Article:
Skip to main content

A judge has ordered Alberta Premier Jason Kenney’s government to decide whether Prosper Petroleum Ltd. can build an oil sands project, ruling that 20 months without a decision constitute an abuse of power.

Two successive provincial governments have deliberated on Prosper’s Rigel project since it won Alberta Energy Regulator approval in June, 2018. Its finances dwindling, the company asked the court to force the cabinet to issue a yes or a no.

Alberta Court of Queen’s Bench Justice Barbara Romaine on Tuesday sided with the company on all of its arguments, giving the government 10 days to decide whether it will grant an order in council, the final step before the project can proceed. Justice Romaine ruled that the time the cabinet has taken without explaining what is behind the delay is “unfair” and “abusive.” Previously, the longest such deliberation for an oil sands development was seven months.

The government has not offered a specific reason for the unusually long review, citing cabinet confidentiality, but part of the proposed project sits on land that the Fort McKay First Nation wants set aside for traditional use as part of a plan that also requires provincial approval. At the end of January, the province and the First Nation announced they would negotiate the final draft of the Moose Lake Access Management Plan over three months.

In court last week, Alberta argued that legislation gives the cabinet broad discretion for deciding on orders in council and does not allow the court to impose timelines. The province’s lawyer said that Prosper made its investments to date knowing the risks of the approval process. In addition, the transition of power to Mr. Kenney’s United Conservative Party government from Rachel Notley’s New Democrats in the spring of 2019 added to delays.

The judge said that other oil sands projects were approved during that time, however. She said the company had shown it was facing financial hardship and had done all it could to try to meet with government officials and make its case, to no avail.

The government will appeal the decision, spokespersons with the justice and energy ministries said, without providing details.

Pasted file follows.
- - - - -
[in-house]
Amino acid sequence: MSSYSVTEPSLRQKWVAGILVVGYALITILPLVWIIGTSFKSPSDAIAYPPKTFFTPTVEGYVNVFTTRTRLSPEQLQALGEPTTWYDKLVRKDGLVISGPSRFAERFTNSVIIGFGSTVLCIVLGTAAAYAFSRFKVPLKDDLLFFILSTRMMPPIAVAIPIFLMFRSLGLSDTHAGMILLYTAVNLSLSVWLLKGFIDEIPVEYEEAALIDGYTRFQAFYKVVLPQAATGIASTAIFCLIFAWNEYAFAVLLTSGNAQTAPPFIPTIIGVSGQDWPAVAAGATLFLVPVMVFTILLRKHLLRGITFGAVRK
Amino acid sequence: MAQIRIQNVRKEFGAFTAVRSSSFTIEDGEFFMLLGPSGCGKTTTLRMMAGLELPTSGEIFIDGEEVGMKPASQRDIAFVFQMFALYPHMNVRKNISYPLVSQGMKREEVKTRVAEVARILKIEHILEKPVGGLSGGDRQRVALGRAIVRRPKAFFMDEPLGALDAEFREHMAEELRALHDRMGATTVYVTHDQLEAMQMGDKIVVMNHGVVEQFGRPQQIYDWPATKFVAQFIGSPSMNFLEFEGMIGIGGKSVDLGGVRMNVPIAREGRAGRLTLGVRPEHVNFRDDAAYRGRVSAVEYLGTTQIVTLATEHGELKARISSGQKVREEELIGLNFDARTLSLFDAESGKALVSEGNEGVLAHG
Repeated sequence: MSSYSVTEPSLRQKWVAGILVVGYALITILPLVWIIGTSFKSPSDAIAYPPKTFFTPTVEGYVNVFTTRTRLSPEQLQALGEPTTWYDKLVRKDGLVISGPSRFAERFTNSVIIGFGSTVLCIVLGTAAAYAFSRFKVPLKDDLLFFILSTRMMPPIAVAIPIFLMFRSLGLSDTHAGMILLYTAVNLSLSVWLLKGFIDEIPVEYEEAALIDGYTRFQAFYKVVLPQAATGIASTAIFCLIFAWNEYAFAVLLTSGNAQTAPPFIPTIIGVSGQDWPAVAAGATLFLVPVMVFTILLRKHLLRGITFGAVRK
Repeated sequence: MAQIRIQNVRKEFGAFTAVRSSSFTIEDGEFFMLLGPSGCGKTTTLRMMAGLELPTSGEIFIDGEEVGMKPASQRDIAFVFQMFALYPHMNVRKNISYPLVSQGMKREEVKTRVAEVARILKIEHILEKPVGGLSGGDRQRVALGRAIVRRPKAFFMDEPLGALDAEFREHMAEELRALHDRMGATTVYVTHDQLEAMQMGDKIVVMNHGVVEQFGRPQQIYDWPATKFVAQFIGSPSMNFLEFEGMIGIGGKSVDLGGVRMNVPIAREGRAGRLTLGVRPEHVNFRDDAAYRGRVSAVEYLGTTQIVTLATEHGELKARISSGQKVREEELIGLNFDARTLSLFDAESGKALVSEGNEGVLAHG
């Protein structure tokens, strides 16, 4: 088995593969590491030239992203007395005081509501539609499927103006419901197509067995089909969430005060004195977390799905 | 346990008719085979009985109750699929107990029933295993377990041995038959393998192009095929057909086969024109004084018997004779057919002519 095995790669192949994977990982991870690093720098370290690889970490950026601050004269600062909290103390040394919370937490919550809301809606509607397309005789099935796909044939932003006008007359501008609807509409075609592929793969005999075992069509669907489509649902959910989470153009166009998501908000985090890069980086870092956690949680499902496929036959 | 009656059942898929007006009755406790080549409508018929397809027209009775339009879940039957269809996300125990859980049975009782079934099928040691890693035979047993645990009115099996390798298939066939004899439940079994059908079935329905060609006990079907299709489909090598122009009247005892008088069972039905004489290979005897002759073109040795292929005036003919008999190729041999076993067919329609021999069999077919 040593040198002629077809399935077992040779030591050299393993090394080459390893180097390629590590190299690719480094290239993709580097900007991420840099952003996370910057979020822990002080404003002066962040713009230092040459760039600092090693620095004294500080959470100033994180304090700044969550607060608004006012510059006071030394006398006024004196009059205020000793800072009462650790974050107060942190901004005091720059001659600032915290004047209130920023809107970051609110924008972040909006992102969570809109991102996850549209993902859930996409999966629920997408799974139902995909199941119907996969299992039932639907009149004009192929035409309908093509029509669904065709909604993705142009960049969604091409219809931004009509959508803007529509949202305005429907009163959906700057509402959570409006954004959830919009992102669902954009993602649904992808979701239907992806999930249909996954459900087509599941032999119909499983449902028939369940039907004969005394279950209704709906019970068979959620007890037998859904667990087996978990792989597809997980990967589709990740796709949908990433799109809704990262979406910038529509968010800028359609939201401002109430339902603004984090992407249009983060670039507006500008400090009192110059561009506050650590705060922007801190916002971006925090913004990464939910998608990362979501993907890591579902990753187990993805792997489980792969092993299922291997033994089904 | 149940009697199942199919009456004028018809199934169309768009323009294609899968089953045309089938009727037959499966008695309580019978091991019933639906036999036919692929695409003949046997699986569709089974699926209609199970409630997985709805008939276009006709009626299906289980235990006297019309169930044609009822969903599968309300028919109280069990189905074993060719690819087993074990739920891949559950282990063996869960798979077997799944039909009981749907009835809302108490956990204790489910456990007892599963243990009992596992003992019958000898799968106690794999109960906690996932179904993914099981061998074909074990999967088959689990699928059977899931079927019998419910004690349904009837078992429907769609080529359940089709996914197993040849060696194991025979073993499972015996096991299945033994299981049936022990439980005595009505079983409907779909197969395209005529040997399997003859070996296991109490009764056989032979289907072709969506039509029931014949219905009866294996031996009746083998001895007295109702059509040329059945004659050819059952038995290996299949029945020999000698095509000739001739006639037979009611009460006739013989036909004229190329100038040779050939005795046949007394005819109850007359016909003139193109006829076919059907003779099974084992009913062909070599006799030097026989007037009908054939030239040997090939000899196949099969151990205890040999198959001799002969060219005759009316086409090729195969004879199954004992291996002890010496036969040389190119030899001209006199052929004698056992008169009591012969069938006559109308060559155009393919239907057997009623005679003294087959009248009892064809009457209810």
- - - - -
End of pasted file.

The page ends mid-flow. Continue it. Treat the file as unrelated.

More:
The lengthy delay is at odds with Mr. Kenney’s pro-oil rhetoric. His government has been adamant that energy projects should proceed without delay. Indeed, he has been front and centre demanding that Prime Minister Justin Trudeau’s federal cabinet approve Teck Resources Ltd.'s Frontier project without snags, and has pushed the federal government to proceed expeditiously with the Trans Mountain oil pipeline expansion.

In her decision, Justice Romaine made note of the Kenney government’s stated priorities of easing regulatory burdens on the oil industry, reducing costs and speeding up approvals.

In an interview, Alberta Justice Minister and Solicitor-General Doug Schweitzer declined to draw parallels between the Prosper and Teck cases, despite both of them waiting for cabinet approvals after having garnered regulatory clearances. “When it comes to this situation here, this is an ongoing court process. When it comes to Teck, that matter has gone through the full regulatory process," Mr. Schweitzer said. "It is now in the hands of the federal cabinet as to whether or not they are going to approve or not approve. So [those are] very distinct cases here, and situations.”

Brad Gardiner, Prosper’s chief executive officer, said the company was left with no other options when it took the government to court. He has said Prosper has already reduced staff and implemented a shortened work week to stay afloat during the waiting period. The Rigel project, which would produce 10,000 barrels a day 65 kilometres northwest of Fort McMurray, is its only asset.

“It’s not a preferred course of action, but we gave the government lots of opportunity to come to a decision on this. They didn’t appear willing to work with us or give us an explanation why,” he said.

With a report from Carrie Tait

Your time is valuable. Have the Top Business Headlines newsletter conveniently delivered to your inbox in the morning or evening. Sign up today.

Report an error

Editorial code of conduct